I tend to believe that if agape was inserted into any of the above mentioned political systems, they would work. The problem is society has not stop believing in God, but rather simply replaced God with political theories and figures, all of which fall short as they lack agape. (1 Jn 4:7-21)

    In the end, i appreciate those who are honest with their faith or lack of faith than those who portray themselves as men of God.

    November 12, 2011 at 2:10 pm |
  4. Scholar

    Empathy, Christianity, ethics? Of these, all we should consider is the ethical behavior of individuals and none of the other concepts. People confuse Christianity with morality, our empathic feelings for people with ethical rules. The individuals in the middle of these issues know the truth of it to themselves. What we are really discussing in these articles is our own evaluation of how we would act, ethically, in such situations, now discussing our sense of religion or our emotions about the issues but really the black and white of how we ourselves would have handled things.

    November 12, 2011 at 2:10 pm |
  5. Colin

    10 Signs You Are a Christian.

    1. There is about a 65% chance that you honestly believe, despite everything we have been taught by cosmology, astronomy, geology, biology, history, paleontology and archeology, that the World began about 6,000 years ago with one man, one woman and a magic talking snake. You have no evidence to support you, but your unmatched ability to ignore inconvenient facts and bury your head allows you to maintain this silly mythology into the 21st Century.

    2. You think that, despite Jesus getting it wrong, despite the apostles getting it wrong and despite every single time it was said to be “about to happen” over the last 2,000 years being wrong, the Second Coming is imminent. You fail to see that believing that the “end is neigh” is generally recognized by psychologists as a basic human reaction to one perceiving themselves as a failure in life.

    3. You accept the “leap of faith” as a valid basis for believing in god in the absence of evidence, but fail to see that this makes you a pantheist, because you have to accept that the same leap can be made to any god with equal validity.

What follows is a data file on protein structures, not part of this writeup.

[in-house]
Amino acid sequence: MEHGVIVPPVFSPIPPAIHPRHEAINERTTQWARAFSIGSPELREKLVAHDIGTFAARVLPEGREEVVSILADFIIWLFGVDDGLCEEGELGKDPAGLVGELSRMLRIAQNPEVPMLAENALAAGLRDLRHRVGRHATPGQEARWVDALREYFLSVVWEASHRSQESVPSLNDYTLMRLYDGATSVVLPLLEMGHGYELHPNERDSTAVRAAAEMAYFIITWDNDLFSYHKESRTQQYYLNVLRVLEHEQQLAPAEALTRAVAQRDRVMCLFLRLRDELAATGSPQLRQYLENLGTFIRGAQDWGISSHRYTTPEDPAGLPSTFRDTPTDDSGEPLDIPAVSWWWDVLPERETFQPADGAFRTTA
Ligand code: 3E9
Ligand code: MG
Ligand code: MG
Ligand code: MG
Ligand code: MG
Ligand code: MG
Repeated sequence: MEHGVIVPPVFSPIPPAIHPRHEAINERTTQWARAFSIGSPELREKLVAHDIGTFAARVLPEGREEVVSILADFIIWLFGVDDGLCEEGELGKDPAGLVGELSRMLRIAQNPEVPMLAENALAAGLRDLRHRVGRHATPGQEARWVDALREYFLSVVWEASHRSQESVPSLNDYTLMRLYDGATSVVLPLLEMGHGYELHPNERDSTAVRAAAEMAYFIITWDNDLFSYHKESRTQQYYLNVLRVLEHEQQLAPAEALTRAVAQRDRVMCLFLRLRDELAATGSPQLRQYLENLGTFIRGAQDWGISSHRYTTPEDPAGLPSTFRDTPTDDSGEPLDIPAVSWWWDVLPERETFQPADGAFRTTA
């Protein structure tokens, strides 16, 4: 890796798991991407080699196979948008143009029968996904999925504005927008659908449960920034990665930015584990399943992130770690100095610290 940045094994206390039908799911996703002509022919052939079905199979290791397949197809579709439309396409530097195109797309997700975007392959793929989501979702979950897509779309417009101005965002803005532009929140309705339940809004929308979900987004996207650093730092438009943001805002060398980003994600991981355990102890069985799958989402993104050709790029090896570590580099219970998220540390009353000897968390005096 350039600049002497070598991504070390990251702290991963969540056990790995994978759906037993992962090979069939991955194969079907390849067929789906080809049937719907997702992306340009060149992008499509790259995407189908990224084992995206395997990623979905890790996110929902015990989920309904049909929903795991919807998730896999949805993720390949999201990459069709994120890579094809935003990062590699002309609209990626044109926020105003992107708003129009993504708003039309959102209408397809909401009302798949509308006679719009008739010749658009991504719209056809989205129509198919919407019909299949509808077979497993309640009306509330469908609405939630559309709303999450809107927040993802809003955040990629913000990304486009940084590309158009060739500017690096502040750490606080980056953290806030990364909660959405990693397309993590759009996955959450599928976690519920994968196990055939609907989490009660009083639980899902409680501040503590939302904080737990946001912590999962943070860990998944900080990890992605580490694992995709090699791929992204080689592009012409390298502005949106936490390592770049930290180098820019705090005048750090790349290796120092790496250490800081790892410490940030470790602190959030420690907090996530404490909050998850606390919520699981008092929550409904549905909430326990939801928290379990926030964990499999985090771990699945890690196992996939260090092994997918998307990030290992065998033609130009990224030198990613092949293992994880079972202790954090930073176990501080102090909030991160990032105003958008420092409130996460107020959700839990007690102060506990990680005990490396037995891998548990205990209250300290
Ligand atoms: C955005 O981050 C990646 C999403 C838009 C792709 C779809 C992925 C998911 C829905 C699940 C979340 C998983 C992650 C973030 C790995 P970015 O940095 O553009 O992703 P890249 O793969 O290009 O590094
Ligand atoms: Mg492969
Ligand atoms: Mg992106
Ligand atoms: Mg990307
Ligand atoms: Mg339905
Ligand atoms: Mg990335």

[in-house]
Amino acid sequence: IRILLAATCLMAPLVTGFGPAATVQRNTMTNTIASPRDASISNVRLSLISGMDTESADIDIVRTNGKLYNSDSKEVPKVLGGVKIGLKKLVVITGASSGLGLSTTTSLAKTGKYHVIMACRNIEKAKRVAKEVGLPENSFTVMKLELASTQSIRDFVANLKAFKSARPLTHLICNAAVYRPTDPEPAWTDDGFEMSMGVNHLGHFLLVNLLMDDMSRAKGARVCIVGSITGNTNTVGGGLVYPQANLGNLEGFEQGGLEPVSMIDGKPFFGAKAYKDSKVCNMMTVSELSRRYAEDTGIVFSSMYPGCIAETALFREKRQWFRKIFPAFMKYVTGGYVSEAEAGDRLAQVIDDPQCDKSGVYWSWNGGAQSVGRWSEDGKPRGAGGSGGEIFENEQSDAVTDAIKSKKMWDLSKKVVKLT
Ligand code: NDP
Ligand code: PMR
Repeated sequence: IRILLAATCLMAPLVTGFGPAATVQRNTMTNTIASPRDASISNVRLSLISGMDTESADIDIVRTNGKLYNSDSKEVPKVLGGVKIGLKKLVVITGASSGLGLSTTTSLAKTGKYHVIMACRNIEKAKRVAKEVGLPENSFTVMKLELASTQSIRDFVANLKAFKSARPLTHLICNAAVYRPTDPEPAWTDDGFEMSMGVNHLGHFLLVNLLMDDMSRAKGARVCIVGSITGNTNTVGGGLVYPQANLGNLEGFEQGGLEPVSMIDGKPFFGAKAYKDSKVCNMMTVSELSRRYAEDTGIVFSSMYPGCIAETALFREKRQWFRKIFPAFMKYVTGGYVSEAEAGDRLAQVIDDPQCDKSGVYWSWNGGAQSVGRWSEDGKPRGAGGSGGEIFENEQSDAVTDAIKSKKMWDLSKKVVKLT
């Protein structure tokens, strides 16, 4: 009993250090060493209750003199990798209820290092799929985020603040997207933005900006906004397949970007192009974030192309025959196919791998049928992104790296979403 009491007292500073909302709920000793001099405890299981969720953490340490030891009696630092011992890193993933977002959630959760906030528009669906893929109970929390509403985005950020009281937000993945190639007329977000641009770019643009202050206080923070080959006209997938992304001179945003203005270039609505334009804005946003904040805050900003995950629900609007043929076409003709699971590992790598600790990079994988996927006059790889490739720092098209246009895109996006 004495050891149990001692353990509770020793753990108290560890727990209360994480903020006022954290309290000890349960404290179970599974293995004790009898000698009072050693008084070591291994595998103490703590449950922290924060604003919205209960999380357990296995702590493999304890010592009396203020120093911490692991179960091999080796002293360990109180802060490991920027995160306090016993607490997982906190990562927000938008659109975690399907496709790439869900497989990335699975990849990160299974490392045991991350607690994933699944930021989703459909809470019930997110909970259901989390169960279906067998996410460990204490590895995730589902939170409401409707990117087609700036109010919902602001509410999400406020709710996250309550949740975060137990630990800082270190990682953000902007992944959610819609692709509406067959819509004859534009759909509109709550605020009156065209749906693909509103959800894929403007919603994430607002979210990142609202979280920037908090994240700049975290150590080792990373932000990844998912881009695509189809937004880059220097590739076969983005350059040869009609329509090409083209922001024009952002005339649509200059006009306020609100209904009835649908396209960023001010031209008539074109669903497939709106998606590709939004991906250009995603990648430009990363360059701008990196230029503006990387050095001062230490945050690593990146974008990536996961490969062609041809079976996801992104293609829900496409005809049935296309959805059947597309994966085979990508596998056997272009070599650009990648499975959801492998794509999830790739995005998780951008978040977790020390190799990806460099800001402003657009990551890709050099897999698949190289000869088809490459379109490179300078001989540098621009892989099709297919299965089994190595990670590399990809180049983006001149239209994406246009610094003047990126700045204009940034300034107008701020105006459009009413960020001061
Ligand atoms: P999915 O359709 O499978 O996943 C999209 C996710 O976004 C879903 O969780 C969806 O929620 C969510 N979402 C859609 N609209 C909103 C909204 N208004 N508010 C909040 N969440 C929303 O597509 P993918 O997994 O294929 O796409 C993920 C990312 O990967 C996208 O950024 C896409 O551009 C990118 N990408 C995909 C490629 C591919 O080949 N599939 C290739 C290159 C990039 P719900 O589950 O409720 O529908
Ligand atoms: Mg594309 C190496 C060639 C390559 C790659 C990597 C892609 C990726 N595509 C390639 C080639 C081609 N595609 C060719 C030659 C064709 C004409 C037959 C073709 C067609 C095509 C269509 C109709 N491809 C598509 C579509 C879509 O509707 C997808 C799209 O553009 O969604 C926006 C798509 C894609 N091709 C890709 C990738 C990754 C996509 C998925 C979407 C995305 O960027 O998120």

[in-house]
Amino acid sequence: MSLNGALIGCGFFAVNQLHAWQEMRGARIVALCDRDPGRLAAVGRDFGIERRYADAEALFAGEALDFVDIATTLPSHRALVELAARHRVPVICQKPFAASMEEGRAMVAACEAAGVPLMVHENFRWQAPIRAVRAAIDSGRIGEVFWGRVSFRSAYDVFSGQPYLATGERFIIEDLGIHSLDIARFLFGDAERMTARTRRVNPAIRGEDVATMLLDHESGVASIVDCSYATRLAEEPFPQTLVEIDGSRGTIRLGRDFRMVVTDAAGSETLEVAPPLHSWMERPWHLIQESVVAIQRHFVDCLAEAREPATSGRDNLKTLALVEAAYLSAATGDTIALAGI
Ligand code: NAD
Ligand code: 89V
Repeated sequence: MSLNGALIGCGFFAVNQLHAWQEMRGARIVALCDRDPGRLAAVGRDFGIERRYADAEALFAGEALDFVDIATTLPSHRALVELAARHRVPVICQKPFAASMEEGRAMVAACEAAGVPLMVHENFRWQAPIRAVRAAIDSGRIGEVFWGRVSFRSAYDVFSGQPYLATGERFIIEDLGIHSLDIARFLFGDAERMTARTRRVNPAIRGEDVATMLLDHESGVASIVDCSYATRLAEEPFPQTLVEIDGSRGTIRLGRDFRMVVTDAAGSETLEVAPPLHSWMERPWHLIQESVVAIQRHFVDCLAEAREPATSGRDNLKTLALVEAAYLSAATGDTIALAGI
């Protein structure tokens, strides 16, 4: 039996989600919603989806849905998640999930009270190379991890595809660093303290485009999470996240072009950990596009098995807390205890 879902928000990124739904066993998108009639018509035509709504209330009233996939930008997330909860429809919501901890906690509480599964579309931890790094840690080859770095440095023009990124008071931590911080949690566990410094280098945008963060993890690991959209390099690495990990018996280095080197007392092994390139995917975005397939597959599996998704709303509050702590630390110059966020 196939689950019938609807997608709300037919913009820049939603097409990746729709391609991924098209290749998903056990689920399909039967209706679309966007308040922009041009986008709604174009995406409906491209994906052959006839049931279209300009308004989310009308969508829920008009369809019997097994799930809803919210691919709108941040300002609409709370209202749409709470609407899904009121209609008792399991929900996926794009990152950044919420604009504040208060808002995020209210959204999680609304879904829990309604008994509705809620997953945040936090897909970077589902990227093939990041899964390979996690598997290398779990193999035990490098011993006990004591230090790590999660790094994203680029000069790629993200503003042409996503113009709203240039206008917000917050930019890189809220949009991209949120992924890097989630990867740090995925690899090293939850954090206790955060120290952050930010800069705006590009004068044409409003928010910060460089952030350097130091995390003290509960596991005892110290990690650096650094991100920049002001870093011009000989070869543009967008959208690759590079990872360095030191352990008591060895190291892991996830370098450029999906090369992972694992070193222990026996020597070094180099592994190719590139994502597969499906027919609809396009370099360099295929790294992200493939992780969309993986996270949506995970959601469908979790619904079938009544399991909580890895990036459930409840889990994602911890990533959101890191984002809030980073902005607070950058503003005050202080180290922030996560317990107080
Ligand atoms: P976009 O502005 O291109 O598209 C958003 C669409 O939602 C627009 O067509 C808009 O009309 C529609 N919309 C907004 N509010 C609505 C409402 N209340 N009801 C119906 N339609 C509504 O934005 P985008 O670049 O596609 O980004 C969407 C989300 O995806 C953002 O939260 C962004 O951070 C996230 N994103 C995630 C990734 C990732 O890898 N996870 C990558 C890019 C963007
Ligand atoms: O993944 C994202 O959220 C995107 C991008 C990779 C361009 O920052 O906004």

4. You consider simple thoughts like lust and mast.urbation a sin, but have no issue with the disgusting, degenerate way your Bible treats women and $exual minorities.

    5. You likely deny global warming for no other reason than it makes you uncomfortable and hold science to the impossibly high standard of having to explain every conceivable mystery about the natural World before you will accept it, but some moron at a pulpit doing magic hand signals of a Sunday is enough to convince you he is communicating with some sky-god and turning grocery store bread and wine into flesh and blood.

    6. You will regularly be ripped off and cheated by charismatic “preachers” who are obviously crooks to everybody but you. Ted Haggard, Jimmy Swaggard, Eddie Long, and the other dozen or so who have ripped you off are not enough to convince you that you are a mindless sheep that is regularly being fleeced.

    7. You spout off about the importance of charity and generosity as Biblical principles, but likely support movements like the tea party that promote the evisceration of social policies.

    8. You fail to see that, given your personality, the only reason you are not a fundamentalist Jew, Hindu or Muslim is an accident of where you were born. Had you been born in Iran, you would be one of those bearded half-wits that burns American flags.